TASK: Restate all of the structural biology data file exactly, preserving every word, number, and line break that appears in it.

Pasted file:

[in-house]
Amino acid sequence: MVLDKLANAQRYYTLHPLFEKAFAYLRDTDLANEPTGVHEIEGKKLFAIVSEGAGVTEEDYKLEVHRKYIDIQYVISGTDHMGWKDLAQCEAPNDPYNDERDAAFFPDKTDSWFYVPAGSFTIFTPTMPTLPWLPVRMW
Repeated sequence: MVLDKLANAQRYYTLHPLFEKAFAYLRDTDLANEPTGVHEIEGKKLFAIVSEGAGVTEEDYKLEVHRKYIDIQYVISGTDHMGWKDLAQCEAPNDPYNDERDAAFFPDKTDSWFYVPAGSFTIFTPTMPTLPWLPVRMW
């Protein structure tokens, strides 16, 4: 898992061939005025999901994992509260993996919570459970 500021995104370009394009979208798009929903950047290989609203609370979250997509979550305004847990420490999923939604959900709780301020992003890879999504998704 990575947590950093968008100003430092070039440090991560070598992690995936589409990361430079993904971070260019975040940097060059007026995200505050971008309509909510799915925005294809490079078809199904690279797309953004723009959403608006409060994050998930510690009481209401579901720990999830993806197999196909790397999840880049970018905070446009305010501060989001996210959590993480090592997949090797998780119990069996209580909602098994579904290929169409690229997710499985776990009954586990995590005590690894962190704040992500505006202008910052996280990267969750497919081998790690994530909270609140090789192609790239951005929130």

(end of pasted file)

[in-house]
Amino acid sequence: MVLDKLANAQRYYTLHPLFEKAFAYLRDTDLANEPTGVHEIEGKKLFAIVSEGAGVTEEDYKLEVHRKYIDIQYVISGTDHMGWKDLAQCEAPNDPYNDERDAAFFPDKTDSWFYVPAGSFTIFTPTMPTLPWLPVRMW
Repeated sequence: MVLDKLANAQRYYTLHPLFEKAFAYLRDTDLANEPTGVHEIEGKKLFAIVSEGAGVTEEDYKLEVHRKYIDIQYVISGTDHMGWKDLAQCEAPNDPYNDERDAAFFPDKTDSWFYVPAGSFTIFTPTMPTLPWLPVRMW
């Protein structure tokens, strides 16, 4: 898992061939005025999901994992509260993996919570459970 500021995104370009394009979208798009929903950047290989609203609370979250997509979550305004847990420490999923939604959900709780301020992003890879999504998704 990575947590950093968008100003430092070039440090991560070598992690995936589409990361430079993904971070260019975040940097060059007026995200505050971008309509909510799915925005294809490079078809199904690279797309953004723009959403608006409060994050998930510690009481209401579901720990999830993806197999196909790397999840880049970018905070446009305010501060989001996210959590993480090592997949090797998780119990069996209580909602098994579904290929169409690229997710499985776990009954586990995590005590690894962190704040992500505006202008910052996280990267969750497919081998790690994530909270609140090789192609790239951005929130």